Talk to anybody about Musselman and the phrase "basketball genius" is sure to pop up.
That's exactly what the Wolf Pack has been in dire need of. After a great run during the mid-to-late 2000s, Nevada has struggled of late, posting losing seasons in each of the last three years.
The Wolf Pack's move to the Mountain West, where Nevada is behind in funding and facilities, has been a rough one. Musselman was hired to make Wolf Pack basketball relevant again.
"When I talked to people around the country and said, 'What do you think of Eric Musselman?' they all said, 'He's the best or one of the best basketball minds in the country and if you can get him, there's no question. He's the guy you have to go after,'" Wolf Pack athletic director Doug Knuth said. "He has the ability, the personality, the energy, the passion to get people fired up again about Wolf Pack basketball."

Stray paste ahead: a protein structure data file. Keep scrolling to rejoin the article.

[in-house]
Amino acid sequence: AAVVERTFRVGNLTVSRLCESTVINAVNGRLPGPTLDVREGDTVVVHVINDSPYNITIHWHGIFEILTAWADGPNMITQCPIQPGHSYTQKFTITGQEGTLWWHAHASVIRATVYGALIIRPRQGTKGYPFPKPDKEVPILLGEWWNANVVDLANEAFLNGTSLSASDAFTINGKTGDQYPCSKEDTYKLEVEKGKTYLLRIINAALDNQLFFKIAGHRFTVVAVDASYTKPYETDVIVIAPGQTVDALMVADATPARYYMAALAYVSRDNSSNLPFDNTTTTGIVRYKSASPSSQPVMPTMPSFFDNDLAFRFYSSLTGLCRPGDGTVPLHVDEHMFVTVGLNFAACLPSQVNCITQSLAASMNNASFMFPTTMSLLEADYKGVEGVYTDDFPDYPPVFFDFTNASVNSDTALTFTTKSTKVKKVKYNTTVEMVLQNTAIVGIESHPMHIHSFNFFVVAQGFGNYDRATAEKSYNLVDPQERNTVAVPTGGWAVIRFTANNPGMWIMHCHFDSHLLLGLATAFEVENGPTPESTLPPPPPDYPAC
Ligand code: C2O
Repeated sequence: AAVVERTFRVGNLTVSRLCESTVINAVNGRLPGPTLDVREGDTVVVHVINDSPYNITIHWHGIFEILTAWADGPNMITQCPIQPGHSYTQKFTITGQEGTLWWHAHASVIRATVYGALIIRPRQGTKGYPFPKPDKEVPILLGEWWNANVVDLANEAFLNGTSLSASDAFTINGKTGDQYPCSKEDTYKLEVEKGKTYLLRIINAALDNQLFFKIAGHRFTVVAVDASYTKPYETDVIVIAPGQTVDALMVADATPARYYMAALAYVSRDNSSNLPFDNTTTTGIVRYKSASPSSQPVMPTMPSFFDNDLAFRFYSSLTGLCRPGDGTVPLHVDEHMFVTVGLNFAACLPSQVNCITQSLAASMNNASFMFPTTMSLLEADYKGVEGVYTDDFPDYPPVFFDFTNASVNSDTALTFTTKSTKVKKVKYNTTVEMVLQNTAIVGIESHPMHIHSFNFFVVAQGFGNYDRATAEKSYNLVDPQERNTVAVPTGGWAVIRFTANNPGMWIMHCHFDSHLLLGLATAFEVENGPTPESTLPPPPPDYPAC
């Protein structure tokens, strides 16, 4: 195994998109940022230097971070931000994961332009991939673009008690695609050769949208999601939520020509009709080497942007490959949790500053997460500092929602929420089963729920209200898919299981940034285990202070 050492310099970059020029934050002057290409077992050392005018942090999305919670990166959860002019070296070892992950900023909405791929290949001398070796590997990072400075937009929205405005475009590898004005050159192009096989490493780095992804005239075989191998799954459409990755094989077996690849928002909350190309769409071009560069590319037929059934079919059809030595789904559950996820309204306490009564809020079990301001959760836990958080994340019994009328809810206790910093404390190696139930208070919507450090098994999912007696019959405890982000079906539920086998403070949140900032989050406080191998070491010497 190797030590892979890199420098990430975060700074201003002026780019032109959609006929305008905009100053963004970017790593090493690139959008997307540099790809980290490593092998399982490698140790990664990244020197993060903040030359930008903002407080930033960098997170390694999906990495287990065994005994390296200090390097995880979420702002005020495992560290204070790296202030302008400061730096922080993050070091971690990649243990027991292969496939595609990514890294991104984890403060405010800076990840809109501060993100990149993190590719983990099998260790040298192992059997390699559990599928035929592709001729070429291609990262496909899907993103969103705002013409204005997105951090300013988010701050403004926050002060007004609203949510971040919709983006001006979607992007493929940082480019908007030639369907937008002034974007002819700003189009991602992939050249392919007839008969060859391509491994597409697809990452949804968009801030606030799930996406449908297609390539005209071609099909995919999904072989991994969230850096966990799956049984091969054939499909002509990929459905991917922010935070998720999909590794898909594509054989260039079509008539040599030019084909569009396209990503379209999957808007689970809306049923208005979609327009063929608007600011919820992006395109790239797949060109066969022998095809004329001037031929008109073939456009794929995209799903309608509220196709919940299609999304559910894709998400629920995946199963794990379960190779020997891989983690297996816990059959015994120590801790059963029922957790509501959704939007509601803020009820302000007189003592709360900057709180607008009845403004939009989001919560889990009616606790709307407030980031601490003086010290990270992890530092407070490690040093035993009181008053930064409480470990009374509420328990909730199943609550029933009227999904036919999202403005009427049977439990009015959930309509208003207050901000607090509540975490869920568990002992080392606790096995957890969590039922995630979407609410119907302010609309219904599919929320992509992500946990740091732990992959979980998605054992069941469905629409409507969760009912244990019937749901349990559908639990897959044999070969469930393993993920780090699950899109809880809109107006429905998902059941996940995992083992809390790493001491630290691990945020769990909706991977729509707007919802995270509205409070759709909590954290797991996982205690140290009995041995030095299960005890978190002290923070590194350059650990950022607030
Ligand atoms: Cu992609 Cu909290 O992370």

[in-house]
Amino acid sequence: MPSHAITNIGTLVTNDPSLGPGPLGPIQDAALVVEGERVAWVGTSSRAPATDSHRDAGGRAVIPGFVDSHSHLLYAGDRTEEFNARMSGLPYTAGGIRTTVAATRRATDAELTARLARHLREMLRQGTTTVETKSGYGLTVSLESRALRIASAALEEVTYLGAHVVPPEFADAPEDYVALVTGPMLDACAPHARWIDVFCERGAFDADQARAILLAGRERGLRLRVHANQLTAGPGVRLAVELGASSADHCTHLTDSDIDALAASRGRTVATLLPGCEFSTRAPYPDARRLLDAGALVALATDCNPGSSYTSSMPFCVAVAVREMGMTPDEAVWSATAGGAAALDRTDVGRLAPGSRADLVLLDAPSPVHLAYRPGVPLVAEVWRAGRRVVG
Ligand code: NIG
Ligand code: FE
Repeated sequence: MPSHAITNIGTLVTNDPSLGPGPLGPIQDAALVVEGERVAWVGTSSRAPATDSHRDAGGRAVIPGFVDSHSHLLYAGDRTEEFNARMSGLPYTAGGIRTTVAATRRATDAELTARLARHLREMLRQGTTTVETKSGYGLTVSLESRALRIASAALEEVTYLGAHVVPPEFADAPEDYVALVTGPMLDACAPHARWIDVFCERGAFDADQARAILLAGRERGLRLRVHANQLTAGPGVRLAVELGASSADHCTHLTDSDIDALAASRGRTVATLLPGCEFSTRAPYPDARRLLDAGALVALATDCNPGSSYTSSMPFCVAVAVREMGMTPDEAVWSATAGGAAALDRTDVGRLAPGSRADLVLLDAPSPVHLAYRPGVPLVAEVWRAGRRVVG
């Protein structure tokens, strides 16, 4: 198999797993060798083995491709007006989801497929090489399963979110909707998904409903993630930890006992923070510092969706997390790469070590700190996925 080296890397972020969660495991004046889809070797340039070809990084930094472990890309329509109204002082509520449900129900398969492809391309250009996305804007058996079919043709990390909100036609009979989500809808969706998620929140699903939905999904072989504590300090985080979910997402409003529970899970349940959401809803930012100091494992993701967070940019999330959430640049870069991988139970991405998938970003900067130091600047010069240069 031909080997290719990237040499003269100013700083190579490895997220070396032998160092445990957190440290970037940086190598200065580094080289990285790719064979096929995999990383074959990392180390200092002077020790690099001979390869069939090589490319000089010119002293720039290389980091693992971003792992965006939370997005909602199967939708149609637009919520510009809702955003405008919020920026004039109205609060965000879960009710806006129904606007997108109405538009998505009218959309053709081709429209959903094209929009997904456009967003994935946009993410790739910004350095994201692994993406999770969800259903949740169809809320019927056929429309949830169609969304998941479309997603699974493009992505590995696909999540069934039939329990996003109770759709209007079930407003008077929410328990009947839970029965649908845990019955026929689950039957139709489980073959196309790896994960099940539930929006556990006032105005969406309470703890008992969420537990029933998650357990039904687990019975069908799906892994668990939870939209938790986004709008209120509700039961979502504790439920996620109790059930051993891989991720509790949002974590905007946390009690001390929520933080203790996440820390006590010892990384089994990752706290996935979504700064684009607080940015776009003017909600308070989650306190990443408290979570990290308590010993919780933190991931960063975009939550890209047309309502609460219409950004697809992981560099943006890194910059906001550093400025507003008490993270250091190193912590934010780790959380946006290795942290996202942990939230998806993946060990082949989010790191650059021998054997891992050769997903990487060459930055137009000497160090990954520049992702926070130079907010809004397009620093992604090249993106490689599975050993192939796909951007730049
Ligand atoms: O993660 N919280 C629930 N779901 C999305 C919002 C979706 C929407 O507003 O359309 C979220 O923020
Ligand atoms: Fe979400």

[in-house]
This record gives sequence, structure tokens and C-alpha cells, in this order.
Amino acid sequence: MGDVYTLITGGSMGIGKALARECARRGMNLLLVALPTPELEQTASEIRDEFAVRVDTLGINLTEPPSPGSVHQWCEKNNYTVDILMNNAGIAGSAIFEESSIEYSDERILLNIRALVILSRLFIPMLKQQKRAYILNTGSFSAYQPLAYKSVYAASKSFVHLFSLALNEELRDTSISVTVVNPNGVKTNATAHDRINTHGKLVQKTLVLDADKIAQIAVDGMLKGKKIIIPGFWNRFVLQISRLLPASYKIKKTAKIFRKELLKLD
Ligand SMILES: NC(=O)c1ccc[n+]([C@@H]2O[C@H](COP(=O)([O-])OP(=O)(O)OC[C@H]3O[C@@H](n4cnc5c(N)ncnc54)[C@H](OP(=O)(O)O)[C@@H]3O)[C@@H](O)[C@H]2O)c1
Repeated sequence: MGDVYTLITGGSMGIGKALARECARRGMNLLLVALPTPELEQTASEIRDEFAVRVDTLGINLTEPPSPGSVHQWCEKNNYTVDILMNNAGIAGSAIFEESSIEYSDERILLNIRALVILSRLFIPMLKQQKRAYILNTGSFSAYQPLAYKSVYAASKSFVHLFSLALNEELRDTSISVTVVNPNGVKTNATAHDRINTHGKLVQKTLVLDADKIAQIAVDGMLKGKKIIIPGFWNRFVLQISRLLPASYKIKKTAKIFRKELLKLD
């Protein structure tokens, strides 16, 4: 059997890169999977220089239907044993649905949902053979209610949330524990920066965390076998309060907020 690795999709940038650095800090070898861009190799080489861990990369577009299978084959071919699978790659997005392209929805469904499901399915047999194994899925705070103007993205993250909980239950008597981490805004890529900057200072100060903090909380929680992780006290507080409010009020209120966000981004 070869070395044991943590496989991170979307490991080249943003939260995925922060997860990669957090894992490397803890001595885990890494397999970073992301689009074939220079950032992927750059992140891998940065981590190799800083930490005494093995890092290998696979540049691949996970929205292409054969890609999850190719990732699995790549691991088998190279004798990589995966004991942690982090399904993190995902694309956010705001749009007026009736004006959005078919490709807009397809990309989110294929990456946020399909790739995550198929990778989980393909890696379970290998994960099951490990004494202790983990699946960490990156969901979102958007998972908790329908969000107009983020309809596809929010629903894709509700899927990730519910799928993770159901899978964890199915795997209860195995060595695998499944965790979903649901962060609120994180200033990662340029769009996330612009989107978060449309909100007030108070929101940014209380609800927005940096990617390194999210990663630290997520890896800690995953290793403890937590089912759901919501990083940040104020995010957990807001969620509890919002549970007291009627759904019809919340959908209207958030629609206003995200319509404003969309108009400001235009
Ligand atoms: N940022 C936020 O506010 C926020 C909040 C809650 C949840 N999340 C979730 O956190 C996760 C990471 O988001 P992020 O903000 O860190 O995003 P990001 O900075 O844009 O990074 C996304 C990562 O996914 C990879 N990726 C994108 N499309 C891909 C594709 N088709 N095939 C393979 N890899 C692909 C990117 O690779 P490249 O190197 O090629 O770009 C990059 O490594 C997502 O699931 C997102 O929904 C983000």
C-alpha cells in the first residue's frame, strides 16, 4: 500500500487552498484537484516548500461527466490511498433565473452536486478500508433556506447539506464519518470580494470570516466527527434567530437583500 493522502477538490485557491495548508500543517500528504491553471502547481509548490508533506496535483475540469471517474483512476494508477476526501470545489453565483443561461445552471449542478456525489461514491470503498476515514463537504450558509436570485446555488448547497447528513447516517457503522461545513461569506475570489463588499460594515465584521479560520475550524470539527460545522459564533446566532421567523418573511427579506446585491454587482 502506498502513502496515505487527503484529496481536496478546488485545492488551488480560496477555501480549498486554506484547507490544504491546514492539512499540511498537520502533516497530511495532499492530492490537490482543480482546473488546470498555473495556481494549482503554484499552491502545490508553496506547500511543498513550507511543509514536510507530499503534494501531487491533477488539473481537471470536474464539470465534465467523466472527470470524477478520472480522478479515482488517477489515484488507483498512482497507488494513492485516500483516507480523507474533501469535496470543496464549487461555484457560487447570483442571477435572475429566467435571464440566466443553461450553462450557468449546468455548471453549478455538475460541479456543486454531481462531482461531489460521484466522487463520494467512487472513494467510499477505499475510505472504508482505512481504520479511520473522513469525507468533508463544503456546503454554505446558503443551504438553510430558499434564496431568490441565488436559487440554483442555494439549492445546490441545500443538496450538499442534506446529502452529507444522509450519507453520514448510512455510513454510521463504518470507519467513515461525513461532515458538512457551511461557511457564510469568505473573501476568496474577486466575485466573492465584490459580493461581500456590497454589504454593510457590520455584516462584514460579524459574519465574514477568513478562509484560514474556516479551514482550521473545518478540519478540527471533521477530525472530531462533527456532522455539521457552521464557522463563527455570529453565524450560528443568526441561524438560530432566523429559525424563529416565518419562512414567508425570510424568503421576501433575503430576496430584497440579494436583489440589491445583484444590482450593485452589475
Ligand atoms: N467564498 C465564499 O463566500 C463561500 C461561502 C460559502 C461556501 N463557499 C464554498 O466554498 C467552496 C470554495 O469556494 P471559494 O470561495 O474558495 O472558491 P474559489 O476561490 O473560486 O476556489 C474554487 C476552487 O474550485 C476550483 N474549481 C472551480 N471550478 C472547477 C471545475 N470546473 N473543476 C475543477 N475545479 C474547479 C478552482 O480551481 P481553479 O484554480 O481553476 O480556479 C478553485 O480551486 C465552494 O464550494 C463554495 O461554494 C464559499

Musselman, who has interviewed for a number of college head coaching positions the last two offseasons, said he didn't find the right fit until Nevada came along. He's take a relatively paltry salary ($400,000 per season, well below the MW average) because he believes in Knuth and the Wolf Pack's potential.
Musselman, a perfect fit geographically for Nevada given his recruiting ties in California, hasn't guaranteed future championships or NCAA Tournament appearances. Those are the goals, but as he's traveled around Reno (where his dad coincidentally coached in 1979-80) Musselman has noticed Wolf Pack logos everywhere he's been. He sees a fan base that is hungry for success again.